New law to help name and shame tax evaders
Tales of benefit cheats regularly hit the headlines with salacious details of how they've spent their ill-gotten gains – typically foreign holidays and flash cars – but we never seem to hear much of the people stashing their cash offshore and hiding millions from the taxman.
This might be able to change though as HM Revenue & Customs is looking at introducing new laws that simply mean failing to declare offshore becomes a crime.
Technically speaking, failing to tell the taxman that you have money in the Cayman Islands or elsewhere in the world will become a 'strict liability offence' which, according to accountants Baker Tilly, means the prosecution (the taxman) doesn't have to prove deliberate intent to defraud as the fact that money is hived off in some exotic location will be proof enough.
It's a big move for HMRC and certainly one that could result in tax fraudsters being handed out jail terms on top of financial penalties as currently happens to those who defraud the social security system.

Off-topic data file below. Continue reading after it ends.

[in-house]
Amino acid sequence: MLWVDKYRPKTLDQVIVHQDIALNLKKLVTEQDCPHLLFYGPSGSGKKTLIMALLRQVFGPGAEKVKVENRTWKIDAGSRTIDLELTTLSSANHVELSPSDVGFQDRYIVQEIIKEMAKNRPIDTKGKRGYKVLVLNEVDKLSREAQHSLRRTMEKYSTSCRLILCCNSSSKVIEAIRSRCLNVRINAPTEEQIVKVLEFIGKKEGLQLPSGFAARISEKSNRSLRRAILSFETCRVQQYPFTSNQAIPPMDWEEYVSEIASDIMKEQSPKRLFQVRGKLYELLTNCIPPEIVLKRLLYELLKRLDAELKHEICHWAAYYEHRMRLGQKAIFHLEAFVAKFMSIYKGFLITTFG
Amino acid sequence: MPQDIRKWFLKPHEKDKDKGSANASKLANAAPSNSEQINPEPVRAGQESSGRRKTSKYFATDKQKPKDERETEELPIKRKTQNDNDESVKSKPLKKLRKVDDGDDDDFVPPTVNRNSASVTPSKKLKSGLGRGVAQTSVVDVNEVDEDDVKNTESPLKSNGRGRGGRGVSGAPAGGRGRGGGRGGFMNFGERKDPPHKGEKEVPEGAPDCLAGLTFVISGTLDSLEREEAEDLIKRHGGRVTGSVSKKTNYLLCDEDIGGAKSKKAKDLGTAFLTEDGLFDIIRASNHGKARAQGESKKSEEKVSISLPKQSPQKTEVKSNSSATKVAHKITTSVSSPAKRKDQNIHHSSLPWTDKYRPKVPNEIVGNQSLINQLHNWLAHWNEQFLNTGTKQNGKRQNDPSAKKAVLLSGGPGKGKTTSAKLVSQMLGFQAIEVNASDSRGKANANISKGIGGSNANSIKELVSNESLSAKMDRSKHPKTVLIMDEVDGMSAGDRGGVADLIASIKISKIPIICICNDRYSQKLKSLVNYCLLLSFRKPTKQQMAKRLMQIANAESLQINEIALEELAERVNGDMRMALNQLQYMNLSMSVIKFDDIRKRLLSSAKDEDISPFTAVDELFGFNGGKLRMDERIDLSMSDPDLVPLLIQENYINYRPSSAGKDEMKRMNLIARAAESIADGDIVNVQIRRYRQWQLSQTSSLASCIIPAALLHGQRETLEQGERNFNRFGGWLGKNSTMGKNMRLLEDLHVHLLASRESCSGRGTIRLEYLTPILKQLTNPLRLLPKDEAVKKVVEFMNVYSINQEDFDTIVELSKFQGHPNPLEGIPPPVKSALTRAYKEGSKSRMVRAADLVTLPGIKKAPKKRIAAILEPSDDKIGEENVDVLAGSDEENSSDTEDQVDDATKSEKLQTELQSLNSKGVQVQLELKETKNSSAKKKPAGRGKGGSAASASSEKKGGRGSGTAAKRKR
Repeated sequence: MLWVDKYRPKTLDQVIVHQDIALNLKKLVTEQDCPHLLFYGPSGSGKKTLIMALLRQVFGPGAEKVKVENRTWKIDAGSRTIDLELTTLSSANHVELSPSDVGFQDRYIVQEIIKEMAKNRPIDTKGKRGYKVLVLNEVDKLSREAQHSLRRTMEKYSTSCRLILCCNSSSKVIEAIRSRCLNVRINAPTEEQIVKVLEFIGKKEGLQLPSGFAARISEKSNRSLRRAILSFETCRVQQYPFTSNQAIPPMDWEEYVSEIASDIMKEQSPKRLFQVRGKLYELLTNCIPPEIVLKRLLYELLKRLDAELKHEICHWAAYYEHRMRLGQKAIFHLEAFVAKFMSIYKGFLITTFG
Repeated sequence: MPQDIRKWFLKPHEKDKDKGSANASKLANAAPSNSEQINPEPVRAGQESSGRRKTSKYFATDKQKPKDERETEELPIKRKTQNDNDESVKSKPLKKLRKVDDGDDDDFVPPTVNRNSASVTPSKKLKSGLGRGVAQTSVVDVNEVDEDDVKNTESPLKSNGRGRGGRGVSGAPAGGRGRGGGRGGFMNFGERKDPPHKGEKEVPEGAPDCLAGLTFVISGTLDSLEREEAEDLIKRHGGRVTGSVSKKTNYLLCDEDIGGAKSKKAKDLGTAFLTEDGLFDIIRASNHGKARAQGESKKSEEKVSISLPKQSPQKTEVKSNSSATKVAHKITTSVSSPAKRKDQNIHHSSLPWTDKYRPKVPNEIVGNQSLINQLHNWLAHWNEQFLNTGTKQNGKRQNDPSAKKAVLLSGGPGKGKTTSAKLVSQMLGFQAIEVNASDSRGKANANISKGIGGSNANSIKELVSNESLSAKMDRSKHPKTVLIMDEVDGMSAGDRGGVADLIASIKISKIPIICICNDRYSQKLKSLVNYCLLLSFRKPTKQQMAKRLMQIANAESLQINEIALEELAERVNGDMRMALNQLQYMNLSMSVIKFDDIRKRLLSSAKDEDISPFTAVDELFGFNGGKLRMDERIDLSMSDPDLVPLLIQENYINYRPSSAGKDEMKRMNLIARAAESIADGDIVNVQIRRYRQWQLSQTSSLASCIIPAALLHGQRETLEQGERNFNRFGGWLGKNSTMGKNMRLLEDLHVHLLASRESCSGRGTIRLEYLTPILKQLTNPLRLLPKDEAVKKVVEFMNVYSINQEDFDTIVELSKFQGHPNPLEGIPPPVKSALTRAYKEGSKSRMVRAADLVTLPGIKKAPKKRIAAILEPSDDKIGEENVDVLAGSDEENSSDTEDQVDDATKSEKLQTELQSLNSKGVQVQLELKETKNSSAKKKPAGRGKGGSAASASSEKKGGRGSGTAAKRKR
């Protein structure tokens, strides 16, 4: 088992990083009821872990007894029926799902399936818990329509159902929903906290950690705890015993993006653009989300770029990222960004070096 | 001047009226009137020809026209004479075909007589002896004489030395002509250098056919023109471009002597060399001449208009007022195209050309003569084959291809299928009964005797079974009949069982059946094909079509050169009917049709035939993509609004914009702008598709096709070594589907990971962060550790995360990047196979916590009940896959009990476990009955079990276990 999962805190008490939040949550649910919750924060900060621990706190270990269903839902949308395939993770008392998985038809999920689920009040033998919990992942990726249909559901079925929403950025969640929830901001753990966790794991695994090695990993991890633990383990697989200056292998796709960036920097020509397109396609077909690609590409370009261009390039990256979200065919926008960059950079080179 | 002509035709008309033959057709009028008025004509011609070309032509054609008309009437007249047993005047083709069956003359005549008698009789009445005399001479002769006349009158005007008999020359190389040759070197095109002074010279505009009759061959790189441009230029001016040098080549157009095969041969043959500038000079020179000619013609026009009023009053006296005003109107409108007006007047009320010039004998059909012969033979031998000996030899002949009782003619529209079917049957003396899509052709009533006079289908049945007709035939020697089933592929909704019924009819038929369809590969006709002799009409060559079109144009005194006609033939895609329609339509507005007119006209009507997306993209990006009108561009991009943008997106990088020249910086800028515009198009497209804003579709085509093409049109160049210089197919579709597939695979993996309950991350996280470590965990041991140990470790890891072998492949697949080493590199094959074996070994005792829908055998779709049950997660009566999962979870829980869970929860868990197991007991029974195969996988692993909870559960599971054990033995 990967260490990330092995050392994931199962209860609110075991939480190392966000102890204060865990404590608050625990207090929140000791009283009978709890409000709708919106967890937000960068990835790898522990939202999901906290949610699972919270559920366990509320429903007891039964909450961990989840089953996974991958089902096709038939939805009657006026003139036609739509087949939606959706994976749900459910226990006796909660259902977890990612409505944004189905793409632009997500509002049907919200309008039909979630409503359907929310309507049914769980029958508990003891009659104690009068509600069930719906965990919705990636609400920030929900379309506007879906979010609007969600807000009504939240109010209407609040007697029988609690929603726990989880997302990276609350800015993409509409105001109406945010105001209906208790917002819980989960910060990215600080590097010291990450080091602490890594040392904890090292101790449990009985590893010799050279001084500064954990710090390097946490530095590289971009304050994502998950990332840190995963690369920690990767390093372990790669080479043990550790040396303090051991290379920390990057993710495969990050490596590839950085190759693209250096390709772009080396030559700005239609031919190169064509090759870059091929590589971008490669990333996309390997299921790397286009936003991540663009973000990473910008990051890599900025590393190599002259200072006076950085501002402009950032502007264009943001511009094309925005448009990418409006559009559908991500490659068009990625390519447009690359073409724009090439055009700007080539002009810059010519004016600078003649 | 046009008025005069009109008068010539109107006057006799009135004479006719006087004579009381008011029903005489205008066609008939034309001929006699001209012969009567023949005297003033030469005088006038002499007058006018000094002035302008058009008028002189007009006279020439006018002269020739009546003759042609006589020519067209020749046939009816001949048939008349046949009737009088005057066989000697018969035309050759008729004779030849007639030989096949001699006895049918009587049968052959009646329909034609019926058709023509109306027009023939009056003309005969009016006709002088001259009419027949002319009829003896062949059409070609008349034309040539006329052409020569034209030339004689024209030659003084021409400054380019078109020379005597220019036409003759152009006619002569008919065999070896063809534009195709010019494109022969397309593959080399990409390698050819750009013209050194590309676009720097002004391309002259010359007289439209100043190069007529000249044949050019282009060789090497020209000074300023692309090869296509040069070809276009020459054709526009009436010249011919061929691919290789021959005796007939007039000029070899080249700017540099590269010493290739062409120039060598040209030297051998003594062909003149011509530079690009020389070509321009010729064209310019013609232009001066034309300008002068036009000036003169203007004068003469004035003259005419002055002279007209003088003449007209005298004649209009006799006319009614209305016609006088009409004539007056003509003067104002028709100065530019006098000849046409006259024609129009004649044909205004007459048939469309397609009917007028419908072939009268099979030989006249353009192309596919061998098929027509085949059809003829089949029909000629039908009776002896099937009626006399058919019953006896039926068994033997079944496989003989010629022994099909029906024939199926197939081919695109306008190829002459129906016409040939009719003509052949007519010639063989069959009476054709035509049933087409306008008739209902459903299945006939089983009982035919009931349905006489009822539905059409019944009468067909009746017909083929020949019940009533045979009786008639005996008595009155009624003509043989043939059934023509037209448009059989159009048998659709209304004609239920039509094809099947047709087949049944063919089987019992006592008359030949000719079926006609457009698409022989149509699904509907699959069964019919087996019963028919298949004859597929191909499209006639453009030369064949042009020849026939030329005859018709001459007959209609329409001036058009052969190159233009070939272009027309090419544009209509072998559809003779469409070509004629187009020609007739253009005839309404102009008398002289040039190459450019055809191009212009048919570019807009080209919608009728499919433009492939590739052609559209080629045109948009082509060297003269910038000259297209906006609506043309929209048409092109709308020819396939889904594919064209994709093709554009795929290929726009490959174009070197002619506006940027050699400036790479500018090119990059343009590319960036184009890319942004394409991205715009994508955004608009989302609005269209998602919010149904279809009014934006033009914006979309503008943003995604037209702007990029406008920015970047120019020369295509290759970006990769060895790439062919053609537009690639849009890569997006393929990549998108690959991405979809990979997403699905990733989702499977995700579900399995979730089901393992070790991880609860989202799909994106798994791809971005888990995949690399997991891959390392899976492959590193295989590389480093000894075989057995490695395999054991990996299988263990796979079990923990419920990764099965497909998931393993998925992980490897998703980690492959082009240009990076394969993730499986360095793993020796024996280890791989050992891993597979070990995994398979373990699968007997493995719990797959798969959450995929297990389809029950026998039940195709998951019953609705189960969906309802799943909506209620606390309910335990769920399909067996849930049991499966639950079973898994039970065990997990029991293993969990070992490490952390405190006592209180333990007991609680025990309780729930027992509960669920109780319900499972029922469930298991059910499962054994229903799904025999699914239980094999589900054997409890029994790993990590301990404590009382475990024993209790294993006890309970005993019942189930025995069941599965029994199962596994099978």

The other big change is that HMRC's clampdown on tax evaders will be thrust into the limelight. Whereas these matters are typically dealt with behind the closed doors of the civil service buildings under the criminal prosecutions laws, the new offence would mean they would be dealt with out in the open.
But why do we even need a new offence if we have criminal prosecution laws in place you may ask.
Well, Baker Tilly senior tax partner George Bull believes the new offence would service two purposes – firstly it would make it much quicker to prosecute tax evaders and secondly, the threat of having their name splashed across the tabloids could be enough for people to come forward and declare their offshore stash.
It's a sad indictment that the threat of looking bad in front on neighbours and colleagues is more of an incentive to do the right thing and cough up the tax you owe than a moral obligation not to cheat the public purse.
Tax evasion costs the revenue £120 billion a year, compared to a rather more paltry in comparison (but not insubstantial sum) of £1.2 billion that benefits cheats con the system out of each year. Let's hope that the new rules mean a more balanced focus – and bringing to justice – those wealthy individuals who are concealing their cash and contributing to that £120 billion.
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